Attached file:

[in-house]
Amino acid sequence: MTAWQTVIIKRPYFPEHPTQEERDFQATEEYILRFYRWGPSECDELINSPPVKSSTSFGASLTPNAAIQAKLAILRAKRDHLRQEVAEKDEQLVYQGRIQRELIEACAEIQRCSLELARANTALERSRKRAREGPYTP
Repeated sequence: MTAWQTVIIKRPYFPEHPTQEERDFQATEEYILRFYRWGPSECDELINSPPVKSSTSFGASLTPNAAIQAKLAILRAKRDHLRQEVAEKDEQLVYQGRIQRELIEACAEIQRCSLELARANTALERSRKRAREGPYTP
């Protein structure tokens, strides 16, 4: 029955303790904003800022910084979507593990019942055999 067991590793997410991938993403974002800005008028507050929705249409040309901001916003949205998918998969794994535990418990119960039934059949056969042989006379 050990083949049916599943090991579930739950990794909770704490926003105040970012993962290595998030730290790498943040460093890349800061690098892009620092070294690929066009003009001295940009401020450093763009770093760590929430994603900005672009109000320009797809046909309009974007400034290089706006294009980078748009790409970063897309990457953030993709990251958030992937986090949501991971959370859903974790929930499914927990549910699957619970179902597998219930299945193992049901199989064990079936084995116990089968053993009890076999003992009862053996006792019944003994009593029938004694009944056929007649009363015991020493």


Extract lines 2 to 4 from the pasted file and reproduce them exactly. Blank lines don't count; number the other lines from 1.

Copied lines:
Amino acid sequence: MTAWQTVIIKRPYFPEHPTQEERDFQATEEYILRFYRWGPSECDELINSPPVKSSTSFGASLTPNAAIQAKLAILRAKRDHLRQEVAEKDEQLVYQGRIQRELIEACAEIQRCSLELARANTALERSRKRAREGPYTP
Repeated sequence: MTAWQTVIIKRPYFPEHPTQEERDFQATEEYILRFYRWGPSECDELINSPPVKSSTSFGASLTPNAAIQAKLAILRAKRDHLRQEVAEKDEQLVYQGRIQRELIEACAEIQRCSLELARANTALERSRKRAREGPYTP
């Protein structure tokens, strides 16, 4: 029955303790904003800022910084979507593990019942055999 067991590793997410991938993403974002800005008028507050929705249409040309901001916003949205998918998969794994535990418990119960039934059949056969042989006379 050990083949049916599943090991579930739950990794909770704490926003105040970012993962290595998030730290790498943040460093890349800061690098892009620092070294690929066009003009001295940009401020450093763009770093760590929430994603900005672009109000320009797809046909309009974007400034290089706006294009980078748009790409970063897309990457953030993709990251958030992937986090949501991971959370859903974790929930499914927990549910699957619970179902597998219930299945193992049901199989064990079936084995116990089968053993009890076999003992009862053996006792019944003994009593029938004694009944056929007649009363015991020493």